Too Big to Fail

Apparently, in the autism world, there’s a concept of “too big to fail.”

Autism Speaks, apparently, is too big to fail.

Autistic self-advocates and our allies have been speaking very loudly, nearly unanimously (like anything, we won’t all agree, but we almost all agree on this) that Autism Speaks is doing more harm than good in the autism world. Autism Speaks promotes an agenda that speaks to fear and prejudice, affirming that fear and prejudice among supporters and volunteers. It speaks to the first thing that goes through a parent’s mind when they hear their child is autistic: “The world’s ended. Your child has been stolen. You won’t have a life. You’re marriage will fall. You really should have built that bomb shelter.” Okay, maybe not the last one, but they absolutely echo that message – despite plenty of parents disagreeing with it (and a large reason for these feelings is the fear and prejudice that Autism Speaks promotes).  But don’t take my word for it – search for “What is wrong with Autism Speaks” and you’ll get plenty of others who feel like I do. I’ll give one link here, from Emma’s Hope Book: What is Wrong with Autism Speaks. But I’m going to assume that most readers of this blog either just did a bit of Googling or read Emma’s link (or any number of other links out there that say the same thing).

So, we’ve been boycotting Autism Speaks and seeking to let their sponsors know we don’t like money going to an organization that makes our life difficult.

In the midst of this, we hear people dismayed that we would not seek to engage and work with Autism Speaks. Well, let me start by saying: we tried. Seriously. Many, many of us tried to engage with Autism Speaks. They do not want autistic people to have a seat at their table, except for a PR role. We’re good for publicity and fundraising, but not actually for coming up with thoughts about what would make our lives better.

But, ignoring that (and this effort continues – should Autism Speaks seek to engage in a meaningful way with autistic people, I’m sure they will have no shortage of ways to engage), there are two main reasons people say we should “engage” and not protest. First, they say “Autism Speaks does good things too.” Typically, they’ll mention local chapters that somehow do something good. Second, they’ll say, “Autism Speaks is the largest, best funded Autism organization and could do a lot of good if they could be pointed in the right direction.”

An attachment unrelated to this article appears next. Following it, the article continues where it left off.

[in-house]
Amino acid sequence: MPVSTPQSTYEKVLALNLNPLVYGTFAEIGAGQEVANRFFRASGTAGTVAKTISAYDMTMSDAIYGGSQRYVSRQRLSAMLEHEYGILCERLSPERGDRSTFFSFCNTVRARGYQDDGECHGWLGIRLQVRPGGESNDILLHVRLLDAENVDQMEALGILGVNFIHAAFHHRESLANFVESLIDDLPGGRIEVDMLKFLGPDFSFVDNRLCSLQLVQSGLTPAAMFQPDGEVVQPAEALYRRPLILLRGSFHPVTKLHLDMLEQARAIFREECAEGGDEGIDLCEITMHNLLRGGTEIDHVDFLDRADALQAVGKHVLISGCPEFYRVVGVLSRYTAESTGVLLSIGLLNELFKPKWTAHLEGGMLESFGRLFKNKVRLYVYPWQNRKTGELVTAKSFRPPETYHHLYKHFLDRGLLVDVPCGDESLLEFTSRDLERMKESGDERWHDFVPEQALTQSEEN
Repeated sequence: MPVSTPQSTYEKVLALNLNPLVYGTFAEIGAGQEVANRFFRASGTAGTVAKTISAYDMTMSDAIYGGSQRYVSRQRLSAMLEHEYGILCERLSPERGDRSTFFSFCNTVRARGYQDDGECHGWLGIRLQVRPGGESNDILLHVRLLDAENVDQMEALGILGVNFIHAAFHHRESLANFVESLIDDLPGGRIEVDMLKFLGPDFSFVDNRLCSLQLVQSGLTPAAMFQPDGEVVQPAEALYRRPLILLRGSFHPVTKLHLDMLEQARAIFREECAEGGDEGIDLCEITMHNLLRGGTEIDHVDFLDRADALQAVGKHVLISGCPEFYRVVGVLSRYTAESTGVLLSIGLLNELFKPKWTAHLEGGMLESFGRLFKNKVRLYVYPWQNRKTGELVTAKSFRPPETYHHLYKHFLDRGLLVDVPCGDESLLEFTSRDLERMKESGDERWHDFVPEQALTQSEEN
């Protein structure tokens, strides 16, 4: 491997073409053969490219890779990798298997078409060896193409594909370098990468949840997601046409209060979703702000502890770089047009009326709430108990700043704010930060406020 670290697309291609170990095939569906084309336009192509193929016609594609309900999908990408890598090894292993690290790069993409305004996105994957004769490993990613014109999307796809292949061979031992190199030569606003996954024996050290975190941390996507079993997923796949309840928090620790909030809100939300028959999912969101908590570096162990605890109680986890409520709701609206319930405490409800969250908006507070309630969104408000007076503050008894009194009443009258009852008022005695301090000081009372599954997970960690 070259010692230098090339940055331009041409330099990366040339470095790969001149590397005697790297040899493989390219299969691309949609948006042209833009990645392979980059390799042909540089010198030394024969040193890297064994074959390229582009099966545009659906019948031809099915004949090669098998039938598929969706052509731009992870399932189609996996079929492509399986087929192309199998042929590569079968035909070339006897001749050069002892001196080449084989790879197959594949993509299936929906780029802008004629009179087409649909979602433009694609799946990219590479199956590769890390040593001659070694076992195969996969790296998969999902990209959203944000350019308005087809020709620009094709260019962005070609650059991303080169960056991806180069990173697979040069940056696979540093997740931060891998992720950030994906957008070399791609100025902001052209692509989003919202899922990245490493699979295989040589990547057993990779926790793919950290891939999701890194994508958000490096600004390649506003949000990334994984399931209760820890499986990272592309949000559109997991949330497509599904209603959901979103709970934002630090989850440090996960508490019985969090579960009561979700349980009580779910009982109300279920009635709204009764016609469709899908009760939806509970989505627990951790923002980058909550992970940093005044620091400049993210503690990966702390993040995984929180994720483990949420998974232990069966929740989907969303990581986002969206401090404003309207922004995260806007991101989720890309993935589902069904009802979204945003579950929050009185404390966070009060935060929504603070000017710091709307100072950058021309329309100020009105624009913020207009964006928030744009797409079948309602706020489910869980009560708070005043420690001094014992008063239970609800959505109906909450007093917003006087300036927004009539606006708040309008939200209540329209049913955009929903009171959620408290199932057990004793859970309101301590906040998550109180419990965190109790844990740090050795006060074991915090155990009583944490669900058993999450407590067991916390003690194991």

I’m not going to discuss the first right now, other than saying that while Autism Speaks does occasionally do something good, they do a heck of a lot more bad.

As for the second reason, it’s essentially, “Autism Speaks is big.” Yes, we know that. Of course they are – they are well funded, and spend almost all their resources to grow. Not through helping people, or even research (yes they spend money on research, and, no, autistic people do not oppose research; however, they spend more on salaries and marketing). I’ll add that I’m not comfortable supporting a research organization that can’t understand their own research – but my point is not about research. It’s this idea that if we don’t support this big organization, we won’t have any voice at all.

Let me start by saying that having Autism Speaks not speak would not hurt me or others at all. Nor would it hurt the vast majority of autistic people. In fact, it would allow other organizations that do understand research, that do understand autism, that do care about prejudice and groundless fear, to speak out.

Might doesn’t make right.

Nor is Autism Speaks likely to change course anytime soon. I hope that our efforts to get their attention by letting their sponsors know that donating to Autism Speaks is anything but non-controversial has an impact. I hope Autism does change course. But right now they aren’t doing anything that helps autistic people. Seriously.

A big oil terminal. Exxon-Mobil De-Kastri Terminal (public domain, by russian.dissident via Wikimedia Commons)

A big oil terminal. Exxon-Mobil De-Kastri Terminal (public domain, by russian.dissident via Wikimedia Commons)

We might as well volunteer and donate money to Exxon. After all, Exxon is big. Way bigger than Autism Speaks. And if Exxon wanted to help autistic people, they could do a wonderful job of it with the resources they have. Sure, if you sent a $100 check to Exxon, they probably wouldn’t actually use that to help autistic people. But neither does Autism Speaks. And that’s the point.

If you want to support an organization that encourages discrimination and fear of a minority population, go ahead and mail your check to Autism Speaks for Christmas. But I can suggest a lot of better uses for your money. The first one that comes to mind is ASAN, the Autistic Self-Advocacy Network. Go read about them. They could do a lot of good with your money.

But don’t just give to Autism Speaks. And don’t you dare tell me that I should support them because they are big.

Why I’m Proud of my Community (including our allies!)

This week has been good and bad.

A major autism organization started this off by posting a really horrible essay (the comments are actually good on this one, though – another thing that makes me proud of my community) about their policy summit. Besides for other horrible stuff in the essay (we’ll get to that), the actual summit will apparently consist of a bunch of people chosen by Autism Speaks to tell government “what autism says.” One group is absent though: autistic people. Our voice isn’t important to the group that claims to tell people what autism says.